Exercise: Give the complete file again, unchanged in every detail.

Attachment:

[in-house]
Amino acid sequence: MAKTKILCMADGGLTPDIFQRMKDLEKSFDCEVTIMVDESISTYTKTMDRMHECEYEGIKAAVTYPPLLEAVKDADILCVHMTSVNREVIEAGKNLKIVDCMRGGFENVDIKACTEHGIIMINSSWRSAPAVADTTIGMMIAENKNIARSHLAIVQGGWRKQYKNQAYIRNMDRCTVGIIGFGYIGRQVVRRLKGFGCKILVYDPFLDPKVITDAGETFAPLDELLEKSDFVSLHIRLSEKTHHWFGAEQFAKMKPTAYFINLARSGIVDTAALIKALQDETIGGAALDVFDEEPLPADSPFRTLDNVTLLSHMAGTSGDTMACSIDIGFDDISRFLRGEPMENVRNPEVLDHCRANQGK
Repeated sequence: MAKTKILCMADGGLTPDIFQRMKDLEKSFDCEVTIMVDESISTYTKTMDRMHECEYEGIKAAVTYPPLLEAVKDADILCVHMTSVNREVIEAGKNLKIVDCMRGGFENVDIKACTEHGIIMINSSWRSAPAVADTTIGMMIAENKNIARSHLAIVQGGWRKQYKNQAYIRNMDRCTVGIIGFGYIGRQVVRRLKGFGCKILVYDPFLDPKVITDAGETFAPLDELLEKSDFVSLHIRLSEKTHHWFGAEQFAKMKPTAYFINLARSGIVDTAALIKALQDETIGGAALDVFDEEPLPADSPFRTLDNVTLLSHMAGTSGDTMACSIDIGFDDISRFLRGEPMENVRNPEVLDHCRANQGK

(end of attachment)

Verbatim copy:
[in-house]
Amino acid sequence: MAKTKILCMADGGLTPDIFQRMKDLEKSFDCEVTIMVDESISTYTKTMDRMHECEYEGIKAAVTYPPLLEAVKDADILCVHMTSVNREVIEAGKNLKIVDCMRGGFENVDIKACTEHGIIMINSSWRSAPAVADTTIGMMIAENKNIARSHLAIVQGGWRKQYKNQAYIRNMDRCTVGIIGFGYIGRQVVRRLKGFGCKILVYDPFLDPKVITDAGETFAPLDELLEKSDFVSLHIRLSEKTHHWFGAEQFAKMKPTAYFINLARSGIVDTAALIKALQDETIGGAALDVFDEEPLPADSPFRTLDNVTLLSHMAGTSGDTMACSIDIGFDDISRFLRGEPMENVRNPEVLDHCRANQGK
Repeated sequence: MAKTKILCMADGGLTPDIFQRMKDLEKSFDCEVTIMVDESISTYTKTMDRMHECEYEGIKAAVTYPPLLEAVKDADILCVHMTSVNREVIEAGKNLKIVDCMRGGFENVDIKACTEHGIIMINSSWRSAPAVADTTIGMMIAENKNIARSHLAIVQGGWRKQYKNQAYIRNMDRCTVGIIGFGYIGRQVVRRLKGFGCKILVYDPFLDPKVITDAGETFAPLDELLEKSDFVSLHIRLSEKTHHWFGAEQFAKMKPTAYFINLARSGIVDTAALIKALQDETIGGAALDVFDEEPLPADSPFRTLDNVTLLSHMAGTSGDTMACSIDIGFDDISRFLRGEPMENVRNPEVLDHCRANQGK